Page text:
While the new Madone and poorly disguised Bullied grabbed all the attention before the tour, Cervelo snuck the new S5 into the wild under all our noses without anyone noticing. Hiding in plain sight, enjoying the stage and all-out victory, the new S5 has finally been launched.
current yield of The best bikes They take as much design inspiration from their TT cousins as they do from what we think of as a “standard” road bike. Perhaps more than any other model, the Cervelo S5 is the most TT of the bunch, with a radical rear-wheel slot in the seat, a split stem reminiscent of the TT’s air extension struts, and a hinged header arrangement as well.
The latest S5, already with a yellow and green jersey to his name at the Tour de France, along with multi-stage victories thanks to Van AertAnd the VingguardAnd, the Laporte, it has little left to prove, and it features a slew of small updates rather than the major overhaul we’ve seen on some new models this year.
The main modifications were made in the name of “simplify, refine, improve”, all of which are basically synonyms. What it amounts to is a frameset that is visually very similar to its predecessor, but with tweaks to the tube contours, tire clearance, and bit improvements that were hard to live with on the front end.
new frame shape
The Cervelos’ trademark visual has always been the glaring rear-wheel cutout in the seattube – which is still a feature of the new S5. Tube profiles are generally deeper, in line with the latest UCI suits. The bottom bracket area is longer as well, as we’ve seen on other new bikes like the New Scott Foyle.
The rear edges have also been reshaped to be more aggressive in search of more valuable watts. The shape of the fork has also been redesigned, with an updated nose on the hinge (the entire front edge of the bike).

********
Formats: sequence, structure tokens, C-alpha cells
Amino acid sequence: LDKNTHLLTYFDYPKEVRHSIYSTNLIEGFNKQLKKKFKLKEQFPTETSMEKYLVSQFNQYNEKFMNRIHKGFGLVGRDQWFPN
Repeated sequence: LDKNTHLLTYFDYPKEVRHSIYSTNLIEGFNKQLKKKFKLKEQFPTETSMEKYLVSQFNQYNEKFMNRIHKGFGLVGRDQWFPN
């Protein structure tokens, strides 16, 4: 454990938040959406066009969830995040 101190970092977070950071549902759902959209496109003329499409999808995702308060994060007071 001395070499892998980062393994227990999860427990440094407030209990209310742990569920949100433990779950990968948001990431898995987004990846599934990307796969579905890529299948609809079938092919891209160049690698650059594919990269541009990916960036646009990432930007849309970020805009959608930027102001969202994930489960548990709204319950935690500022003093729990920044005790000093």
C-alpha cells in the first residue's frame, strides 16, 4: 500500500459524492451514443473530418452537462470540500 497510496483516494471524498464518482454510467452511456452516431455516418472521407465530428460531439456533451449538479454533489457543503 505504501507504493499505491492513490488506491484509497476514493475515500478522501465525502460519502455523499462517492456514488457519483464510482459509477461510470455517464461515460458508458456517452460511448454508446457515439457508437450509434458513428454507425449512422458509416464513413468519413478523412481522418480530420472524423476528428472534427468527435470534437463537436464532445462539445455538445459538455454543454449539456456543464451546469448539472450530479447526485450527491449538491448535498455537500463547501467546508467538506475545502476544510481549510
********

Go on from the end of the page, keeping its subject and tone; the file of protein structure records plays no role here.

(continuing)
The frame is now electronic and disc only, reflecting the likes of New Trek Madone And many of the best bicycles, which allowed to arrange rear dropouts. The tire set itself was designed in conjunction with the new Reserve wheel set, and while it’s improved around a 28mm tire, it can handle up to 34, which is on the big side even by modern standards (considering it’s above the UCI limit for cyclocross, it’s hard to tell The reason you need a bigger size for a road bike).
Streamlined front end
Among the sea of proprietary rod-bar combinations we see on modern bikes, the Cervelo S5 is perhaps the most unusual setup, with its two-shank system. This has been criticized for being difficult to work with, and not highly modifiable, so the new version has been simplified.
Now there are no stack height specific screw lengths to contend with, and the standard screw length is used between shanks of different lengths and between different stack heights making tradeoffs relatively simpler. The rails also attach more simply to the stem as well, and have a five-degree swivel for better contact in your fit. The entire system is now 53g lighter thanks to this simplification.
The shape of the strap has also been subtly modified with the goal of having a perfectly flat transition between the crossbar and the hood, to allow for most UCI legal positions with the forearms on the rails behind the hoods.
At the rear, the previous 25mm seat post has been replaced by a 15mm aged, to keep pace with recent trends in bike fitting. If you’re taking a more extreme stance, the old offset 25mm posts are forward compatible.
Range and pricing
The new Cervelo S5 is available in three colors; Black, purple/white, red/black. Since it’s only electronic, it’s offered with Dura-Ace, Ultegra, Red and Force, or as a frameset if you want to run it with the new Shimano 105 for example.
The Red eTap version will set you back £12,999, all the way to the Ultegra version at £9,199. The set of frames will retail for £5,499. US pricing remains unclear, but we expect to see roughly $15,700 to $11,100 for the complete models and about $6,650 for a set of tires.
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